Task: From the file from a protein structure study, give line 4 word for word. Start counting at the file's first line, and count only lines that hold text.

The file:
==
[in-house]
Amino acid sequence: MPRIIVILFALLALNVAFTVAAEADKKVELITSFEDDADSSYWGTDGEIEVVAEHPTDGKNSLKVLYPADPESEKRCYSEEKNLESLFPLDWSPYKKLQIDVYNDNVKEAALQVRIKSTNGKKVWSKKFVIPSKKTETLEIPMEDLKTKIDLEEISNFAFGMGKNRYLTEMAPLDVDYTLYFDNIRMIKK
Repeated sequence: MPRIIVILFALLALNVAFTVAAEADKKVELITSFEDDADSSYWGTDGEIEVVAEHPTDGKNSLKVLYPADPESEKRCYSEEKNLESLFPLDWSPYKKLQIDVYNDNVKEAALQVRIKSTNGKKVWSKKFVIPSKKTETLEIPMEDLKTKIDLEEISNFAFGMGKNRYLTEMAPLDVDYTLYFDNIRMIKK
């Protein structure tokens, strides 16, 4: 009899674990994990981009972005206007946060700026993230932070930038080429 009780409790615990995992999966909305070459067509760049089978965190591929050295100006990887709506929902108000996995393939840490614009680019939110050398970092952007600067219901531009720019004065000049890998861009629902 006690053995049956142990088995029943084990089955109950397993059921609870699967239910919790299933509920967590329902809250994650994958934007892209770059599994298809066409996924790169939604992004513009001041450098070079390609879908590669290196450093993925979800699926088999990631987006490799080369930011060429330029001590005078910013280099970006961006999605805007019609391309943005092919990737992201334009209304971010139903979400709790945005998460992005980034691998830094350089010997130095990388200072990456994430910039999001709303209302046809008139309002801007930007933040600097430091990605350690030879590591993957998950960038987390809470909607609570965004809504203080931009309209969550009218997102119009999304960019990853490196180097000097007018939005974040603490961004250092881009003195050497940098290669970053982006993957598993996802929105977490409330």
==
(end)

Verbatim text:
């Protein structure tokens, strides 16, 4: 009899674990994990981009972005206007946060700026993230932070930038080429 009780409790615990995992999966909305070459067509760049089978965190591929050295100006990887709506929902108000996995393939840490614009680019939110050398970092952007600067219901531009720019004065000049890998861009629902 006690053995049956142990088995029943084990089955109950397993059921609870699967239910919790299933509920967590329902809250994650994958934007892209770059599994298809066409996924790169939604992004513009001041450098070079390609879908590669290196450093993925979800699926088999990631987006490799080369930011060429330029001590005078910013280099970006961006999605805007019609391309943005092919990737992201334009209304971010139903979400709790945005998460992005980034691998830094350089010997130095990388200072990456994430910039999001709303209302046809008139309002801007930007933040600097430091990605350690030879590591993957998950960038987390809470909607609570965004809504203080931009309209969550009218997102119009999304960019990853490196180097000097007018939005974040603490961004250092881009003195050497940098290669970053982006993957598993996802929105977490409330």